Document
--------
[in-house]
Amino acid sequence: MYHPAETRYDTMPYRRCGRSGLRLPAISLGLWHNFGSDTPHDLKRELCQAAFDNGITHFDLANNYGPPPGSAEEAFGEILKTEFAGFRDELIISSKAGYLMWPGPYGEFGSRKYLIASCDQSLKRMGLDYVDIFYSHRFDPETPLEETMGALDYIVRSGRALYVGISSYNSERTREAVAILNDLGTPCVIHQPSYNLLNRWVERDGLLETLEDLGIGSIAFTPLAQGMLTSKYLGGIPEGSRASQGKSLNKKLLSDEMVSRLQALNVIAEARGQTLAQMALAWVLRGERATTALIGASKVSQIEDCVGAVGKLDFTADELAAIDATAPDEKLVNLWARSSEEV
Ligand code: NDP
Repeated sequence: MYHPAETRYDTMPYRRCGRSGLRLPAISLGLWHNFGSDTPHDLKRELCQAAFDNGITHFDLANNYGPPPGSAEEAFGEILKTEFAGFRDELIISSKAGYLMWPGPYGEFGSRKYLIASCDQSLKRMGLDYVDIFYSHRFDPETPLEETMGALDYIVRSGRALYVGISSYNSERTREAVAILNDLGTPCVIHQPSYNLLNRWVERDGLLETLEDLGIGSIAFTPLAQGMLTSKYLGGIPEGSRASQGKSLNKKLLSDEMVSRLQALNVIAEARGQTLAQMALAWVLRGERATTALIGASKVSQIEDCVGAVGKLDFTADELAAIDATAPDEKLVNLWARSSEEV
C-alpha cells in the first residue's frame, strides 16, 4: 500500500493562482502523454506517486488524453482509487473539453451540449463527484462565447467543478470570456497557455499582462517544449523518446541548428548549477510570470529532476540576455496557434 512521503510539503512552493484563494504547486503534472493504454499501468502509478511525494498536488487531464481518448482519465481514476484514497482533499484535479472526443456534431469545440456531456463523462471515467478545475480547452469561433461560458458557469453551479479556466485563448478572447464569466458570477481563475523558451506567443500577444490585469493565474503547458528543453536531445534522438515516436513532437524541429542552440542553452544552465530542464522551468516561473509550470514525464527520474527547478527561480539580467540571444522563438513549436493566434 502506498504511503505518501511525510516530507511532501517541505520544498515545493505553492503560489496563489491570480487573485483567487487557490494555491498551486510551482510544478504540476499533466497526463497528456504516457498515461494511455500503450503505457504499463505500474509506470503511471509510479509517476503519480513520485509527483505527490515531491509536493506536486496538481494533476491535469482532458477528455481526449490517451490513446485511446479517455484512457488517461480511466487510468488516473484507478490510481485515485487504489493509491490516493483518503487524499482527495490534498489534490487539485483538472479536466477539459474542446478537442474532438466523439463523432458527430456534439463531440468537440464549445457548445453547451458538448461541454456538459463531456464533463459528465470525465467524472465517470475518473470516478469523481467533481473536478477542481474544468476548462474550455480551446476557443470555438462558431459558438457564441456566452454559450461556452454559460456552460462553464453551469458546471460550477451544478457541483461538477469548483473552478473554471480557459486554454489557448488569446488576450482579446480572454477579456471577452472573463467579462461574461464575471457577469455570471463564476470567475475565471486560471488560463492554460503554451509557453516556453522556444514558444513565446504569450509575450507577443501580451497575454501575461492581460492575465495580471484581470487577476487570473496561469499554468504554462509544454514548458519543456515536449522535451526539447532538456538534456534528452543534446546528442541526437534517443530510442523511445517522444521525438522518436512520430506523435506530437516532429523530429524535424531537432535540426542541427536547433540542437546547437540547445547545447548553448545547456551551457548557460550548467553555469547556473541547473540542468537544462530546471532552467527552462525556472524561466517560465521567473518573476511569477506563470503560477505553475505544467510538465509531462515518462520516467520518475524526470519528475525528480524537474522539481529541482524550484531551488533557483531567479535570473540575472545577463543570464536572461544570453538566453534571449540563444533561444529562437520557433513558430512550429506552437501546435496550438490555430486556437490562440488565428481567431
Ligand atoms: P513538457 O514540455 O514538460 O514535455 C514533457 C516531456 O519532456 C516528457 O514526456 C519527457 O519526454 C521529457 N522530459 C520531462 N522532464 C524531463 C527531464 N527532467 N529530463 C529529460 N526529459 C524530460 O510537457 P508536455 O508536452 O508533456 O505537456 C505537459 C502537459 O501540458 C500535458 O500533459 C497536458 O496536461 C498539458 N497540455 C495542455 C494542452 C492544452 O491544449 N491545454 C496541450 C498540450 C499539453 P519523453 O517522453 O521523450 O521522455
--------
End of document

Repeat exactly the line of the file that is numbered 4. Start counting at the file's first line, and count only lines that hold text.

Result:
Repeated sequence: MYHPAETRYDTMPYRRCGRSGLRLPAISLGLWHNFGSDTPHDLKRELCQAAFDNGITHFDLANNYGPPPGSAEEAFGEILKTEFAGFRDELIISSKAGYLMWPGPYGEFGSRKYLIASCDQSLKRMGLDYVDIFYSHRFDPETPLEETMGALDYIVRSGRALYVGISSYNSERTREAVAILNDLGTPCVIHQPSYNLLNRWVERDGLLETLEDLGIGSIAFTPLAQGMLTSKYLGGIPEGSRASQGKSLNKKLLSDEMVSRLQALNVIAEARGQTLAQMALAWVLRGERATTALIGASKVSQIEDCVGAVGKLDFTADELAAIDATAPDEKLVNLWARSSEEV